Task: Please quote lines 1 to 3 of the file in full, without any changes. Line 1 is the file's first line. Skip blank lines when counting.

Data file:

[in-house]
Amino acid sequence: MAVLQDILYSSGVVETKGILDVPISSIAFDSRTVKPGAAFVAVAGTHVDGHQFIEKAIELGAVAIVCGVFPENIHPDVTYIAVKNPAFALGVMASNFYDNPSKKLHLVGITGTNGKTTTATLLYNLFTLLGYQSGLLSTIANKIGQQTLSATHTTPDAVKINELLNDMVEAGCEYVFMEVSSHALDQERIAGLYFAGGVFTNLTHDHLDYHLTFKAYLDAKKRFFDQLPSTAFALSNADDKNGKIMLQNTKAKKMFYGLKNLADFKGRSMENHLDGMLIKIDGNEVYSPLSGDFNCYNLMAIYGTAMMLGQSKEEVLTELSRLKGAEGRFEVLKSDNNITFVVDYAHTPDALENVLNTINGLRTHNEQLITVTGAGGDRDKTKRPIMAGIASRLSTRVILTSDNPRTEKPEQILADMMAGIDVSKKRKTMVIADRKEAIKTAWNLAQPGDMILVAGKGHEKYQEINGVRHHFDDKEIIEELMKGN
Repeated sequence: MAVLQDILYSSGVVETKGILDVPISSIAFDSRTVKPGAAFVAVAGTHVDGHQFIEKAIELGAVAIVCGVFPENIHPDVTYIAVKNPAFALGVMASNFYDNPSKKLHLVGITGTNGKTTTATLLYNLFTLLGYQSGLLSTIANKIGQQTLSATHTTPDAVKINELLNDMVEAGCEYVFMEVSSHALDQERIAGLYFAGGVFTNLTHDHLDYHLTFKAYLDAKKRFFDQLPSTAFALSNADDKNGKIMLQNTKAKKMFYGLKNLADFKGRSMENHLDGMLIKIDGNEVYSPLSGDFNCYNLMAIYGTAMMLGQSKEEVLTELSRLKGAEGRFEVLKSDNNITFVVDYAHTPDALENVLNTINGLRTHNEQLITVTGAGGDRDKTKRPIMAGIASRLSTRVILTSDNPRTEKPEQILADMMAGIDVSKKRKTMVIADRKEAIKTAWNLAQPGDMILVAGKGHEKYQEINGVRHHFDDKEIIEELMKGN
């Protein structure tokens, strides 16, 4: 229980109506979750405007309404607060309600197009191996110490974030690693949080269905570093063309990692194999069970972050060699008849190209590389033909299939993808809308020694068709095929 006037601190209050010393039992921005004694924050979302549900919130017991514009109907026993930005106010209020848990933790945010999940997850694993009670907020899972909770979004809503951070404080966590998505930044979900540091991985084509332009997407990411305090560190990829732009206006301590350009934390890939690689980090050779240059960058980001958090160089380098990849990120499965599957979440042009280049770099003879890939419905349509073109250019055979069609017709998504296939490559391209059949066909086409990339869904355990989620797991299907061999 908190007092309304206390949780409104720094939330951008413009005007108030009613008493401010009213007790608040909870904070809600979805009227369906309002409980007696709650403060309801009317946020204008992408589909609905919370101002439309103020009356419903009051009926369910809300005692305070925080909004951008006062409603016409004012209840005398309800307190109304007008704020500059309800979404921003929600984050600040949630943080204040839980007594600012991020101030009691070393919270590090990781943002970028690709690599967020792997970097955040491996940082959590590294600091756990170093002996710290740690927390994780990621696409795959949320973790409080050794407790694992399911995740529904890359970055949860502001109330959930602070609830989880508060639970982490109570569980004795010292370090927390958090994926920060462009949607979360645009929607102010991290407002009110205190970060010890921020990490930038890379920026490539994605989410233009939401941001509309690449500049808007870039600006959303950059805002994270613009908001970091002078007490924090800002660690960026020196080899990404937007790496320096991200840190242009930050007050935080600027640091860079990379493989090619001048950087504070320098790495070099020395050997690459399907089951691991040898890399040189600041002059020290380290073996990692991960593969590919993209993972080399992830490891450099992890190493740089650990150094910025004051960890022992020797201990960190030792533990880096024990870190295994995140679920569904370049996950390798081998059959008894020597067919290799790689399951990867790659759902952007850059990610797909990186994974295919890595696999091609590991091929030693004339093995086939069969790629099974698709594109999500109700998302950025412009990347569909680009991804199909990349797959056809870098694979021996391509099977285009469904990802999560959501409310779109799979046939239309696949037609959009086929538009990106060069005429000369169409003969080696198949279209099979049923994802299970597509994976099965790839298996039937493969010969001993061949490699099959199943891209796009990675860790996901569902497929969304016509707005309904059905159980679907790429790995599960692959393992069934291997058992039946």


[in-house]
Amino acid sequence: MAVLQDILYSSGVVETKGILDVPISSIAFDSRTVKPGAAFVAVAGTHVDGHQFIEKAIELGAVAIVCGVFPENIHPDVTYIAVKNPAFALGVMASNFYDNPSKKLHLVGITGTNGKTTTATLLYNLFTLLGYQSGLLSTIANKIGQQTLSATHTTPDAVKINELLNDMVEAGCEYVFMEVSSHALDQERIAGLYFAGGVFTNLTHDHLDYHLTFKAYLDAKKRFFDQLPSTAFALSNADDKNGKIMLQNTKAKKMFYGLKNLADFKGRSMENHLDGMLIKIDGNEVYSPLSGDFNCYNLMAIYGTAMMLGQSKEEVLTELSRLKGAEGRFEVLKSDNNITFVVDYAHTPDALENVLNTINGLRTHNEQLITVTGAGGDRDKTKRPIMAGIASRLSTRVILTSDNPRTEKPEQILADMMAGIDVSKKRKTMVIADRKEAIKTAWNLAQPGDMILVAGKGHEKYQEINGVRHHFDDKEIIEELMKGN
Repeated sequence: MAVLQDILYSSGVVETKGILDVPISSIAFDSRTVKPGAAFVAVAGTHVDGHQFIEKAIELGAVAIVCGVFPENIHPDVTYIAVKNPAFALGVMASNFYDNPSKKLHLVGITGTNGKTTTATLLYNLFTLLGYQSGLLSTIANKIGQQTLSATHTTPDAVKINELLNDMVEAGCEYVFMEVSSHALDQERIAGLYFAGGVFTNLTHDHLDYHLTFKAYLDAKKRFFDQLPSTAFALSNADDKNGKIMLQNTKAKKMFYGLKNLADFKGRSMENHLDGMLIKIDGNEVYSPLSGDFNCYNLMAIYGTAMMLGQSKEEVLTELSRLKGAEGRFEVLKSDNNITFVVDYAHTPDALENVLNTINGLRTHNEQLITVTGAGGDRDKTKRPIMAGIASRLSTRVILTSDNPRTEKPEQILADMMAGIDVSKKRKTMVIADRKEAIKTAWNLAQPGDMILVAGKGHEKYQEINGVRHHFDDKEIIEELMKGN